Cranes Killed at Wildlife Refuge

Associated Press
Sunday, February 4, 2007

Eighteen endangered young whooping cranes that were led from Wisconsin to Florida last fall to create a second migratory flock of the birds were killed in Friday's violent storms, a spokesman said yesterday.

The cranes were being kept in an enclosure at the Chassahowitzka National Wildlife Refuge near Crystal River, Fla., said Joe Duff, co-founder of Operation Migration, the organization coordinating the project.

The thunderstorms and at least one tornado that hit central Florida caused widespread damage and killed at least 20 people.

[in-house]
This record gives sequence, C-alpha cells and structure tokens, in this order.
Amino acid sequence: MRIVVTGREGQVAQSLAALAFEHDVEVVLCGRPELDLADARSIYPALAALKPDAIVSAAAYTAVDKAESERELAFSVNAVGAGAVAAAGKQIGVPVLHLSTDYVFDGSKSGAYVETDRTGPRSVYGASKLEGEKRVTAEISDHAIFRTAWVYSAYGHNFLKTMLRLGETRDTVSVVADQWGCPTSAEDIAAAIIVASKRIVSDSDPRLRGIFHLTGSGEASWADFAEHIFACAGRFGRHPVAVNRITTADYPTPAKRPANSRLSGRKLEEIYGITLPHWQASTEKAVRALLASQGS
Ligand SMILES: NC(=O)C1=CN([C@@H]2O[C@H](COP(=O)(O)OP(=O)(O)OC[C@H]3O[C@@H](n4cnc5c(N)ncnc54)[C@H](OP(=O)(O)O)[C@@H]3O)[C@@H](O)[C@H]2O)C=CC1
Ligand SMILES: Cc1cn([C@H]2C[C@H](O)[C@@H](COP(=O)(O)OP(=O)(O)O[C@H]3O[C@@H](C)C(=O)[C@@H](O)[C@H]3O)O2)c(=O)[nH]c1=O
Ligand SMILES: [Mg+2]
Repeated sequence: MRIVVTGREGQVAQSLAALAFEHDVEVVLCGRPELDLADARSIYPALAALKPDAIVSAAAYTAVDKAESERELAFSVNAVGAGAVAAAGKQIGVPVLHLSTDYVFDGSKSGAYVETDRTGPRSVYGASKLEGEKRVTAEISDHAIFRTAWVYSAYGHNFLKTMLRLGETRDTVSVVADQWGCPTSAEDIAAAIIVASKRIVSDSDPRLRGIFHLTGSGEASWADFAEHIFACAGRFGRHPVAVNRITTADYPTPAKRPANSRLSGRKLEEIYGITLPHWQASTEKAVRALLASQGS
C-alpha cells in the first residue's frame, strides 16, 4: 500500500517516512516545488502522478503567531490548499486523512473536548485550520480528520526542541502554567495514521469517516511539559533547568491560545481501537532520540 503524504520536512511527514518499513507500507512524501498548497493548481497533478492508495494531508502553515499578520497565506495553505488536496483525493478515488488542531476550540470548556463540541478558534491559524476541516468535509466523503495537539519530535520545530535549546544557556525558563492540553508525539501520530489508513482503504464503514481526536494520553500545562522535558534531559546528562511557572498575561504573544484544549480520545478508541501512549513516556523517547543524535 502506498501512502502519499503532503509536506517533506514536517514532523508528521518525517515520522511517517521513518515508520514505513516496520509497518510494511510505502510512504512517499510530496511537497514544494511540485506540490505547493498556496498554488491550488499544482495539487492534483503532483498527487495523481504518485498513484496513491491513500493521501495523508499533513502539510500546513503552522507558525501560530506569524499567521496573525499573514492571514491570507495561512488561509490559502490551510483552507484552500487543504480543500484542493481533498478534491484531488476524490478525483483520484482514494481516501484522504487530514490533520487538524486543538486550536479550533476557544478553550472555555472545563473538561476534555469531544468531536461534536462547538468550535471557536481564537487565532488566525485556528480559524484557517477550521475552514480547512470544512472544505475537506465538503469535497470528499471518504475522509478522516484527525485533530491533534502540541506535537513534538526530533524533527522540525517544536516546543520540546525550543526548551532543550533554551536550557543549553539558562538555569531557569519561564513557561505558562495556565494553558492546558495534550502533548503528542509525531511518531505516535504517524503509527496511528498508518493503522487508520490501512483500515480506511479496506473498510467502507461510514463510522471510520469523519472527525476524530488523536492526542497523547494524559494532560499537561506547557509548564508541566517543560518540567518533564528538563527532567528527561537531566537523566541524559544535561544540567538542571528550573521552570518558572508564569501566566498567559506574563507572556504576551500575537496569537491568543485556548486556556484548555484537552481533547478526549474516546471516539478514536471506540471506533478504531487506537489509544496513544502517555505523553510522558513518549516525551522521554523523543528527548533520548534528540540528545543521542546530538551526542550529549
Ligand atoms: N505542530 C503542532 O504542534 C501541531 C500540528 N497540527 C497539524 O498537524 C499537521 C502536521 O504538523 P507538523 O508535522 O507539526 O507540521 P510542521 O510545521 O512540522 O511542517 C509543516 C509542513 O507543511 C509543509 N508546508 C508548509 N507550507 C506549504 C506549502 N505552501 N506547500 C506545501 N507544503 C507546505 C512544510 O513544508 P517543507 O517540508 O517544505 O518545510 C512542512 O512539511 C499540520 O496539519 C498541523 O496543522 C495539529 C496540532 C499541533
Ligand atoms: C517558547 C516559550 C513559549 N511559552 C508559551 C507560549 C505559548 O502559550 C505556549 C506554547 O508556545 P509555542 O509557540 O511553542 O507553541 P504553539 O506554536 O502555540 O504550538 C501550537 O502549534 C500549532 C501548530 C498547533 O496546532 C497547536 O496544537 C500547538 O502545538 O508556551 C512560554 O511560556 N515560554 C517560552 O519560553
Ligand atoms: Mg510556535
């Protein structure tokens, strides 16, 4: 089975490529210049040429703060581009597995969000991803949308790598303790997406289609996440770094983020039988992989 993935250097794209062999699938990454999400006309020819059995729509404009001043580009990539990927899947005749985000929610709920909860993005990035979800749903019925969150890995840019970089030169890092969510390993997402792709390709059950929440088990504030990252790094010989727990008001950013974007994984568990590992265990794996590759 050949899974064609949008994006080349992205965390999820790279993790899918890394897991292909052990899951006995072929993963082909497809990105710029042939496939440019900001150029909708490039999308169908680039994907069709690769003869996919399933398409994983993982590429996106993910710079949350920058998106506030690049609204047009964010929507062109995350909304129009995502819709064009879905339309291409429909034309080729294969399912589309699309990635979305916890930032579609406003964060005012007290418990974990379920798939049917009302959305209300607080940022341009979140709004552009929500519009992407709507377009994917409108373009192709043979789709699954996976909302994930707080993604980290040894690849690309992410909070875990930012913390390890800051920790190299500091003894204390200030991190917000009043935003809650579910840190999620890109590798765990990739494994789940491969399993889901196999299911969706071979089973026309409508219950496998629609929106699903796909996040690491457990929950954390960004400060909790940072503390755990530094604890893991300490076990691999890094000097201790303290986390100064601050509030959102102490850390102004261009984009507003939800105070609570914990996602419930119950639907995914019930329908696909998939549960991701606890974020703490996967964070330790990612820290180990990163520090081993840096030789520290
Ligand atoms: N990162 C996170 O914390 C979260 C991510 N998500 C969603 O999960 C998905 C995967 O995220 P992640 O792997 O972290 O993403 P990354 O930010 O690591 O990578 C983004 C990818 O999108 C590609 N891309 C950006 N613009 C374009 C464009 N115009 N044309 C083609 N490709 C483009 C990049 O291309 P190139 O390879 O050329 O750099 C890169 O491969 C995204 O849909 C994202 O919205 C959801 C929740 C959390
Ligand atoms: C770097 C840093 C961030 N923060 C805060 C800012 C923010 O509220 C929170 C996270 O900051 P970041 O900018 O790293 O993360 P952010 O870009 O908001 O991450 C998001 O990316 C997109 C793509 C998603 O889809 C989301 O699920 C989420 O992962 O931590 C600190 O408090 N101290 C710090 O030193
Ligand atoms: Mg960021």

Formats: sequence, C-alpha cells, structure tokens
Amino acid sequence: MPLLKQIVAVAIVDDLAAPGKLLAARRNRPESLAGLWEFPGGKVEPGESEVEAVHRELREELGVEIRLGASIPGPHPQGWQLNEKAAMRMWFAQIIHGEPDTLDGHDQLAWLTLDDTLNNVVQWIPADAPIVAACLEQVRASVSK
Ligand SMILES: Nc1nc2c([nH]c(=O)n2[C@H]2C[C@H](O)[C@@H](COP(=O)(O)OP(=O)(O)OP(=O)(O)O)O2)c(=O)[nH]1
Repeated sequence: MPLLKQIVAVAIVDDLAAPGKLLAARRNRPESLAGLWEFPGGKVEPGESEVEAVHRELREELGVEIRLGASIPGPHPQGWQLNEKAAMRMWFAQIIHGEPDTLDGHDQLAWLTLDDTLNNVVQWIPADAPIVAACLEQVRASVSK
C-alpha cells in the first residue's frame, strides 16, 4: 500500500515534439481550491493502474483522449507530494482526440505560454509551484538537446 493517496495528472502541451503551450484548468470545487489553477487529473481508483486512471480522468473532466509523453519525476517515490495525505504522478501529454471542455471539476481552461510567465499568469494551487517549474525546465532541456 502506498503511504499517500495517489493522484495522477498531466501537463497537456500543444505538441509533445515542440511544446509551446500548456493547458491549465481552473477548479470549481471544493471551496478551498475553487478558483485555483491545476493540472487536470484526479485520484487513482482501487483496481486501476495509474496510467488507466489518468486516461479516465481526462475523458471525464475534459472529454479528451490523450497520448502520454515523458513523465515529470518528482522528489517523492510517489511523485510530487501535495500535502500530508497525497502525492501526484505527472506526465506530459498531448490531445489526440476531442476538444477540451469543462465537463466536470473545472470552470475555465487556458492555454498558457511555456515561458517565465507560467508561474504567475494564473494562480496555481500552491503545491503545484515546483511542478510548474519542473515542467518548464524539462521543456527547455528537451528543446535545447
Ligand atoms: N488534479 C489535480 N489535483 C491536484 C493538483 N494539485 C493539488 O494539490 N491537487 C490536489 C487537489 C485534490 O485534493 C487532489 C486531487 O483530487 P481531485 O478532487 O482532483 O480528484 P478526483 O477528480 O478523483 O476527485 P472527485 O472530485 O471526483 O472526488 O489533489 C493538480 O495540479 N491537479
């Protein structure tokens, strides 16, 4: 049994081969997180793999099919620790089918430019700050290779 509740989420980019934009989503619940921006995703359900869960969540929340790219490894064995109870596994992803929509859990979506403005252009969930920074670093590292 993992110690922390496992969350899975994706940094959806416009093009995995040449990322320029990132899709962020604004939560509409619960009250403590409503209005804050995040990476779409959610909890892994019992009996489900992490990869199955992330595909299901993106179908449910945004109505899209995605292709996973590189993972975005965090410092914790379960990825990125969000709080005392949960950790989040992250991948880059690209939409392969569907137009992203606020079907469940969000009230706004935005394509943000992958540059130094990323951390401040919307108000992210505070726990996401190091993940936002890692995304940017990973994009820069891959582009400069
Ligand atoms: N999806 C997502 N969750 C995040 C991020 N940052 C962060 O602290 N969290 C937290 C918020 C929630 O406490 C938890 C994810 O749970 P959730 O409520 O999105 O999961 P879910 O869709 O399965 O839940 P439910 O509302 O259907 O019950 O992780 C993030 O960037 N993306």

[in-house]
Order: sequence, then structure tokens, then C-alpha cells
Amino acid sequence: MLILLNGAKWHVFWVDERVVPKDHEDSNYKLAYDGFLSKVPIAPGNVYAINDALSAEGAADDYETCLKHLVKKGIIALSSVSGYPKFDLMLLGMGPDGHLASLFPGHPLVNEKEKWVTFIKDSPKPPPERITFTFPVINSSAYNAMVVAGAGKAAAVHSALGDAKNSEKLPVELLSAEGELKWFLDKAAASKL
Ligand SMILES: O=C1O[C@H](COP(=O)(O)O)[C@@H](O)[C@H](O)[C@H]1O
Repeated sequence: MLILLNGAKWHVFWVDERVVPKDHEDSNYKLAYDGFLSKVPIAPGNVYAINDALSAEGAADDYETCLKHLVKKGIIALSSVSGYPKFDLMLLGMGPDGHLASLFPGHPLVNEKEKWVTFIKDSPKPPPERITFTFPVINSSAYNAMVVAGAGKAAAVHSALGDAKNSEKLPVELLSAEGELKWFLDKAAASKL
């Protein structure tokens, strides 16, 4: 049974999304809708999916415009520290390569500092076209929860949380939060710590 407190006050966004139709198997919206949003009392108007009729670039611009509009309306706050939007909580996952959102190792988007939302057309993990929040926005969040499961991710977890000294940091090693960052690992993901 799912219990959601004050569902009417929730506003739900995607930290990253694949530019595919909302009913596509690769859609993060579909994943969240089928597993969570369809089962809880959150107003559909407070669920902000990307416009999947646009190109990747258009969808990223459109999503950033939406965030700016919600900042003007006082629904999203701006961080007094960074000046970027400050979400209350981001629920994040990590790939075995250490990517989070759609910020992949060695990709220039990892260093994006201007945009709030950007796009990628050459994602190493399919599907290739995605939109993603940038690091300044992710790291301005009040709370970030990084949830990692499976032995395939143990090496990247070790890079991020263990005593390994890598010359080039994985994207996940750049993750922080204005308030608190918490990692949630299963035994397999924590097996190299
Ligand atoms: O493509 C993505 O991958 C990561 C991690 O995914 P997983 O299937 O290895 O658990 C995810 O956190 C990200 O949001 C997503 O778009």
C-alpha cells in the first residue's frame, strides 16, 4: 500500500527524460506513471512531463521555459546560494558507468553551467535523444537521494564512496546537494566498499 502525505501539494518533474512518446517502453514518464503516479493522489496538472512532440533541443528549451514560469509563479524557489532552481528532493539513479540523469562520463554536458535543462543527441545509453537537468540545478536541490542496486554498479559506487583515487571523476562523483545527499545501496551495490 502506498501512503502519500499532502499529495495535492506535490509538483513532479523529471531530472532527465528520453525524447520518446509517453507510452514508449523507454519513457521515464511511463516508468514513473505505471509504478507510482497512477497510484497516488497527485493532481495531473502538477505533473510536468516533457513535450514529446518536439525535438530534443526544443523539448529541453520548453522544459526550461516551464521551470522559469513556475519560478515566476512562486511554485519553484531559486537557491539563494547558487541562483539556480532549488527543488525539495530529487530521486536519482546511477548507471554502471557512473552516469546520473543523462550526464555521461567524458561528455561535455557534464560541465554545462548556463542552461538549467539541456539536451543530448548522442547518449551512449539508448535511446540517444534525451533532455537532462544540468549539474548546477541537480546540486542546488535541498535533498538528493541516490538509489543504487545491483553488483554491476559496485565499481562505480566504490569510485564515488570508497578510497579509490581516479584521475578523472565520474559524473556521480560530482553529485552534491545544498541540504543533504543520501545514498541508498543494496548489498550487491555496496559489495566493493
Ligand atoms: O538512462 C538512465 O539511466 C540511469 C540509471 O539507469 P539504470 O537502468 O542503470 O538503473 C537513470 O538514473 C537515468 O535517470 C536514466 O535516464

For the past six years, whooping cranes hatched in captivity have been raised at the Necedah National Wildlife Refuge in central Wisconsin by workers who wear crane-like costumes to keep the birds wary of humans.

Pilots using ultra-light aircraft teach new groups of young cranes the migration route to Florida. Then the birds migrate north in the spring and south in the fall on their own.

Duff described the loss as an "unavoidable disaster" for the project.

The existing migratory whooping crane flock in North America includes about 200 birds that travel between Canada and the Texas Gulf Coast. A non-migratory flock in Florida has about 60 birds.

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